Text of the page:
Each of the four levels has a different theme and various exhibits detailing different parts of the rainforest ecosystem; average dwell time is about two hours. The entire rainforest area is kept at a realistically balmy 82 degrees Fahrenheit; guests pass through an airlock chamber prior to entering and exiting.

The attraction is operated by the zoOceanarium Group and offers a multitude of options for educational tours and birthday parties.


Mattel Play! Town

Billed as an “eduplay” attraction for children ages 2 to 10, Mattel Play! Town collects five of the most popular kids’ brands under one roof and provides a wide array of interactive activities and character meet-and-greets spread across 54,000 square feet of space.

  • Angelina Ballerina—Girls make their own tutus and dance in a studio. They can also perform with Angelina herself and play with interactive screens.
  • Barney—An entire floor is dedicated to re-creating the beloved purple dinosaur’s house. Here guests can cook in a pretend kitchen, play with musical instruments, and enjoy interactive games. 
  • Bob the Builder—Here the focus is on teamwork, as children work together to build walls and other structures with large blocks in a soft-play construction site.
  • Fireman Sam—In this zone, children play on a firetruck while learning how to be safe at home.
  • Thomas & Friends—This area offers a massive soft-play structure in the shape of a train, as well as a 4-D cinema.

Mattel Play! Town also has birthday party rooms and a café with exclusively healthy menu options such as lentil soup and steamed vegetables. Average length of stay is between two and three hours. 


Other FECs in the UAE

Magic Planet—Majid Al Futtaim (MAF) owns 24 locations in eight Middle East countries, including a facility in Mall of the Emirates in Dubai. Attractions include Robocoasters, mini-golf, and more.

Fun City—Landmark Leisure operates six different family entertainment brands in 11 different countries, with a total of 83 locations throughout the Middle East. FEC options include Fun City, Fun Ville, and Fun Works; the latter is a large facility in Abu Dhabi that mixes a traditional FEC with an edutainment product.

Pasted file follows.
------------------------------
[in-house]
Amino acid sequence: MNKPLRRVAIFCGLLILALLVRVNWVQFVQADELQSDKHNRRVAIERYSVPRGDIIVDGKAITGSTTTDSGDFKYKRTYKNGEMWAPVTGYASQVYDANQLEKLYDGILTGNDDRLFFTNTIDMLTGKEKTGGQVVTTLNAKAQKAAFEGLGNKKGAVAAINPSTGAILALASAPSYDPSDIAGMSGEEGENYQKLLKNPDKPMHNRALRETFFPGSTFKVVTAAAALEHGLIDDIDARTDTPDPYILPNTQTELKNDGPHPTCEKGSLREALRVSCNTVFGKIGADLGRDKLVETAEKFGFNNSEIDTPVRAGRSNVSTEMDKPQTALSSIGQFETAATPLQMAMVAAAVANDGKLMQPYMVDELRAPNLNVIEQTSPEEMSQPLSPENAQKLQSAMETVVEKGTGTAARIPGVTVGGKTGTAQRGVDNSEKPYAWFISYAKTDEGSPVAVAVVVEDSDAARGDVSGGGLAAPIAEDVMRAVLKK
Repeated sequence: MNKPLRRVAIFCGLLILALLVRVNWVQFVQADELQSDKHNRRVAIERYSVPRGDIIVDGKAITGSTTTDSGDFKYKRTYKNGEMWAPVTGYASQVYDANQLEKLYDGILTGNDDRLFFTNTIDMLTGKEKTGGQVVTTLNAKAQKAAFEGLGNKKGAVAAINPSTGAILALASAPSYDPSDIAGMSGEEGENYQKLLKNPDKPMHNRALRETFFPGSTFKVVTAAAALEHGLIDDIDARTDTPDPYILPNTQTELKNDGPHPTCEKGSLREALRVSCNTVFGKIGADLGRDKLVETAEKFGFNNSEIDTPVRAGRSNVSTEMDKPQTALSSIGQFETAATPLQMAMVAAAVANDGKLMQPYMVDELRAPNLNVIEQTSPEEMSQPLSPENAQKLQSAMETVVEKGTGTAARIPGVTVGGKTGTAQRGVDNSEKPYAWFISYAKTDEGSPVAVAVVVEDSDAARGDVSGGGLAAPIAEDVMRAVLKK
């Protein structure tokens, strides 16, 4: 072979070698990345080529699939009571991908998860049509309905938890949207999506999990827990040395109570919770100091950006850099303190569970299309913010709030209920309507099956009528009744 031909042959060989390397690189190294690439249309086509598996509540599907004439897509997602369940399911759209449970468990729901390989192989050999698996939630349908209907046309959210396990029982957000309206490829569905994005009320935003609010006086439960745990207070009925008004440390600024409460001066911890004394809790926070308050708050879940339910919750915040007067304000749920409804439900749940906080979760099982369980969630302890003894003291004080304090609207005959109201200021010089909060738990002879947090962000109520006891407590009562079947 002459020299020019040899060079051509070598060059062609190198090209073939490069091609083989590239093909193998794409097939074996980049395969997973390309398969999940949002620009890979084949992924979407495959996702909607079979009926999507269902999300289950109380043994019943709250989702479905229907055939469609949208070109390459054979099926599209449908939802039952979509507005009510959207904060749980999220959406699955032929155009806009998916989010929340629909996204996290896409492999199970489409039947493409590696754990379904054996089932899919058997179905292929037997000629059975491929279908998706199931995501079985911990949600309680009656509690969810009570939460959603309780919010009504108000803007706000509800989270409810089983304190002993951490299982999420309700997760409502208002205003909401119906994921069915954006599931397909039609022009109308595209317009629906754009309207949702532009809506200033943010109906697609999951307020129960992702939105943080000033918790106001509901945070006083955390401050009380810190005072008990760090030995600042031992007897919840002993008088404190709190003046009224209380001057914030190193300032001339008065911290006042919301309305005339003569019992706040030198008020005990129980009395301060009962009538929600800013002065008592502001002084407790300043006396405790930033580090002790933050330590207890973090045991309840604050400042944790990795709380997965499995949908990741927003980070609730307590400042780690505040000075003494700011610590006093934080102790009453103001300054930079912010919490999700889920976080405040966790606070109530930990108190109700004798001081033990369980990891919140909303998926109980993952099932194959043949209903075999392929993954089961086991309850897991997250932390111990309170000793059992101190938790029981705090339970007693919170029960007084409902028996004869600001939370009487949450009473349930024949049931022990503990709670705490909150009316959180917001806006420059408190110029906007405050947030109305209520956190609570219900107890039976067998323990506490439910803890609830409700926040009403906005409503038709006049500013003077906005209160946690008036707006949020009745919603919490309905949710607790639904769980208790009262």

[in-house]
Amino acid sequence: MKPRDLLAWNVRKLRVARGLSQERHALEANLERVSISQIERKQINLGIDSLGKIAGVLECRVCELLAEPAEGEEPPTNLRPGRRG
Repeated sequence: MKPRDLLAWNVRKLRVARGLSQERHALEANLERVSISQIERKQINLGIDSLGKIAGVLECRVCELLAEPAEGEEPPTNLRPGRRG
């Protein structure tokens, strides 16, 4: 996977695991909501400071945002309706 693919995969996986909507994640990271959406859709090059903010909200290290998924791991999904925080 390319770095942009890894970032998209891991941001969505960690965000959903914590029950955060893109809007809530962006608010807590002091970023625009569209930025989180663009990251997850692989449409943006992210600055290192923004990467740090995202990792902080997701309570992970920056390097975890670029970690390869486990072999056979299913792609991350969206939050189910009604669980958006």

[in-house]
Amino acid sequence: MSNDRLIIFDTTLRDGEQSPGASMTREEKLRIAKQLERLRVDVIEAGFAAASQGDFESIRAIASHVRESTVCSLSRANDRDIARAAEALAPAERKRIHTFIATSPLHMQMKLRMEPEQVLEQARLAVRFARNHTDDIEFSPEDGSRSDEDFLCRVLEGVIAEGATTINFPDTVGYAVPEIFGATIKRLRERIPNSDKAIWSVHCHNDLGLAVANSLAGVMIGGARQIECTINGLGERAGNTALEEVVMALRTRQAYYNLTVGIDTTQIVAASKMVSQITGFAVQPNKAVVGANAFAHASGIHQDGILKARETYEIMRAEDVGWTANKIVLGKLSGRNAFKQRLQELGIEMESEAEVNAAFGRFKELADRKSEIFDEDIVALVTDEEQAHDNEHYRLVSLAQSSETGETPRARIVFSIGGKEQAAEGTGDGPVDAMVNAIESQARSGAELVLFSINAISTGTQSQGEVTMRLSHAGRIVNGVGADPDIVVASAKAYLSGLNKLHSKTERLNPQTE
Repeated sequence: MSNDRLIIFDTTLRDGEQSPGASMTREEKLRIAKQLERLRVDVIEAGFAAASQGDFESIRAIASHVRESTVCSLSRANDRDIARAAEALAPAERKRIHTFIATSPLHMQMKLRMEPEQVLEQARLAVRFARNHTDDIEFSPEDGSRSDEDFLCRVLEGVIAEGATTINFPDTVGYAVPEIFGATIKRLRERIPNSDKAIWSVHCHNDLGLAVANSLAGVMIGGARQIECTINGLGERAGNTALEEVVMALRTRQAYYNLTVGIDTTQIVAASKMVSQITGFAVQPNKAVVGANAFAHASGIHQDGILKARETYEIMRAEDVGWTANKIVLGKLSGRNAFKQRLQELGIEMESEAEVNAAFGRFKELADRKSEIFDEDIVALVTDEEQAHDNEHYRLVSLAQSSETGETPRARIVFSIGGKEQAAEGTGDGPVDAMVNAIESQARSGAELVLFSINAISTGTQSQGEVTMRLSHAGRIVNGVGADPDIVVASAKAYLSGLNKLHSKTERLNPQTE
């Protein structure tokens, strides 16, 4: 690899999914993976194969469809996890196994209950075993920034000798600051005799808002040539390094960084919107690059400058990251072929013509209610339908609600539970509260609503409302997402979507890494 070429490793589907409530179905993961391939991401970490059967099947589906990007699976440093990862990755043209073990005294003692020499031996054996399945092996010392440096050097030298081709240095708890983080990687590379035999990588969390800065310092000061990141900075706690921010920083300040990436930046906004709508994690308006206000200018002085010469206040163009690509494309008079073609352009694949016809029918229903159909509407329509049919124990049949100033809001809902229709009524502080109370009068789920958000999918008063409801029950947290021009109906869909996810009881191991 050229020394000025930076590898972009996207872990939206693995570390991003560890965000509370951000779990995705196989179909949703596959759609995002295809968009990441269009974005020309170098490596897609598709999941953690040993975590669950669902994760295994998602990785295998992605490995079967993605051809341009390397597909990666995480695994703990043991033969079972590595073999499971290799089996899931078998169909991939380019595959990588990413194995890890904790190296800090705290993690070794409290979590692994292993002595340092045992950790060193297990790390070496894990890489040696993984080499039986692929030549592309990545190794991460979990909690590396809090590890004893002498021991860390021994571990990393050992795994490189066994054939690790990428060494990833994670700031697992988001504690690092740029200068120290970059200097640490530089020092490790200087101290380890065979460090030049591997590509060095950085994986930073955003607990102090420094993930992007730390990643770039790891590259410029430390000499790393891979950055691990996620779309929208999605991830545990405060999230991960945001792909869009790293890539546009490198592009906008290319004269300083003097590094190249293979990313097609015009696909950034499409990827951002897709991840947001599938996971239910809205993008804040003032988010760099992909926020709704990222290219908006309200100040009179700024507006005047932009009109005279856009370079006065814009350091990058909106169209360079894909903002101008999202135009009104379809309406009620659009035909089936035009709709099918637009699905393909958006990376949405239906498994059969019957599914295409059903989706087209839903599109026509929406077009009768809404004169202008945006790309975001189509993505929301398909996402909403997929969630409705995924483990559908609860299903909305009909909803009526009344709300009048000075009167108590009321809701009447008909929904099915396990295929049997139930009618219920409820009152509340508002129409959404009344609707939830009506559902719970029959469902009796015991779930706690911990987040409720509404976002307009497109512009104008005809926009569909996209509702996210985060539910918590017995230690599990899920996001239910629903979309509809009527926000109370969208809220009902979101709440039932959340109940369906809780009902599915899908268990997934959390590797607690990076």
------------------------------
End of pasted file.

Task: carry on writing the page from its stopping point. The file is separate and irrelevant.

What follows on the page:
Sparky’s—The Al Hokair Group owns a variety of leisure entertainment facilities throughout the Middle East, including more than 30 Sparky’s FECs; there are four Sparky’s in Abu Dhabi alone, along with a facility in Dubai’s Al Ghurair Centre.

Tips for Working with IPs

Most of the attractions within Hub Zero and Mattel Play! Town are themed to intellectual property (IP). GM Jean-Marc Bled says working with brand licensors boils down to one crucial point: be proactive.

“They are partners—really involve them,” he says. “The better relationship you have with them, the better you’re going to work together, and the better results you’re going to get from them. As soon as the relationship starts to not work, nobody wins, and you end up wasting a lot of time.”

The key to building a strong relationship is constant communication. Bled recommends putting brand officials at ease by going above and beyond in keeping them in the loop on everything from marketing to performance projections.

“You need to remember these brands are venturing into something they don’t know, so there’s always caution,” he says. “The more you’re communicating with them and reassuring them that you aren’t going to mess up their brand, they’ll be more confident and enthusiastic to work with you. They allow us to venture into their worlds, so we need to respect that.”